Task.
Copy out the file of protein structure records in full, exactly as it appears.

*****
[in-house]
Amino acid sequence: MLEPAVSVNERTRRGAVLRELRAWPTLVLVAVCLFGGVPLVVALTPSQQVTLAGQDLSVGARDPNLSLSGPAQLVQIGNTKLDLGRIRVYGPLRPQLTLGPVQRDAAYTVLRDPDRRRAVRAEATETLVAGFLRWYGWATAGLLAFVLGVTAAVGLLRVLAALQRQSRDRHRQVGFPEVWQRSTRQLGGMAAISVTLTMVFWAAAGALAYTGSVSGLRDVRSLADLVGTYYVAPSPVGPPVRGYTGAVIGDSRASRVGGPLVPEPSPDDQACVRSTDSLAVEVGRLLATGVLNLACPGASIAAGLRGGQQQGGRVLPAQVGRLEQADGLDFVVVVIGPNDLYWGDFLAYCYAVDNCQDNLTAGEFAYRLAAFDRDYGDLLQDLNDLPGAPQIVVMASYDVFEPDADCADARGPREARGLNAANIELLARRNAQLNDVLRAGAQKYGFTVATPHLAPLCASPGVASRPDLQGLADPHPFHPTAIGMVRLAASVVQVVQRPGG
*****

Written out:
[in-house]
Amino acid sequence: MLEPAVSVNERTRRGAVLRELRAWPTLVLVAVCLFGGVPLVVALTPSQQVTLAGQDLSVGARDPNLSLSGPAQLVQIGNTKLDLGRIRVYGPLRPQLTLGPVQRDAAYTVLRDPDRRRAVRAEATETLVAGFLRWYGWATAGLLAFVLGVTAAVGLLRVLAALQRQSRDRHRQVGFPEVWQRSTRQLGGMAAISVTLTMVFWAAAGALAYTGSVSGLRDVRSLADLVGTYYVAPSPVGPPVRGYTGAVIGDSRASRVGGPLVPEPSPDDQACVRSTDSLAVEVGRLLATGVLNLACPGASIAAGLRGGQQQGGRVLPAQVGRLEQADGLDFVVVVIGPNDLYWGDFLAYCYAVDNCQDNLTAGEFAYRLAAFDRDYGDLLQDLNDLPGAPQIVVMASYDVFEPDADCADARGPREARGLNAANIELLARRNAQLNDVLRAGAQKYGFTVATPHLAPLCASPGVASRPDLQGLADPHPFHPTAIGMVRLAASVVQVVQRPGG